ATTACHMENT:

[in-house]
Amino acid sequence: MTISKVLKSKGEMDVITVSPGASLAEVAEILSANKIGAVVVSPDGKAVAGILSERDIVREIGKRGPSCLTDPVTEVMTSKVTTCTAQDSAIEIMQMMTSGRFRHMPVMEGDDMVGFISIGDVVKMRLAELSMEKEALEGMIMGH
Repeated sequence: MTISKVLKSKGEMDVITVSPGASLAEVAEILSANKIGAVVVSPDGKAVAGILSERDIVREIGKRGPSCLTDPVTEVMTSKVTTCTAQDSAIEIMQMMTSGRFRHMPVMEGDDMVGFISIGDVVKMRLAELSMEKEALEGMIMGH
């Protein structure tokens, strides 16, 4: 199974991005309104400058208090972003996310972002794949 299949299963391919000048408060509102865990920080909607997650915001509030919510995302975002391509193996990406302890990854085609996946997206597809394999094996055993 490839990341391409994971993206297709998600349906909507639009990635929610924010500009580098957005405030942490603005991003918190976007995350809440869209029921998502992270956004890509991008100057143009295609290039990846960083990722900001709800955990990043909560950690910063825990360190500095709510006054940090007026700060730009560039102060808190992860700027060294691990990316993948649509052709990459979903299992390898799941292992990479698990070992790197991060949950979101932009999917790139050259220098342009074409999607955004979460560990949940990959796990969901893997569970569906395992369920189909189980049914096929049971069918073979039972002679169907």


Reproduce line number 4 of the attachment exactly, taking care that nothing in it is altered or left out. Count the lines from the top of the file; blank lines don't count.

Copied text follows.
């Protein structure tokens, strides 16, 4: 199974991005309104400058208090972003996310972002794949 299949299963391919000048408060509102865990920080909607997650915001509030919510995302975002391509193996990406302890990854085609996946997206597809394999094996055993 490839990341391409994971993206297709998600349906909507639009990635929610924010500009580098957005405030942490603005991003918190976007995350809440869209029921998502992270956004890509991008100057143009295609290039990846960083990722900001709800955990990043909560950690910063825990360190500095709510006054940090007026700060730009560039102060808190992860700027060294691990990316993948649509052709990459979903299992390898799941292992990479698990070992790197991060949950979101932009999917790139050259220098342009074409999607955004979460560990949940990959796990969901893997569970569906395992369920189909189980049914096929049971069918073979039972002679169907």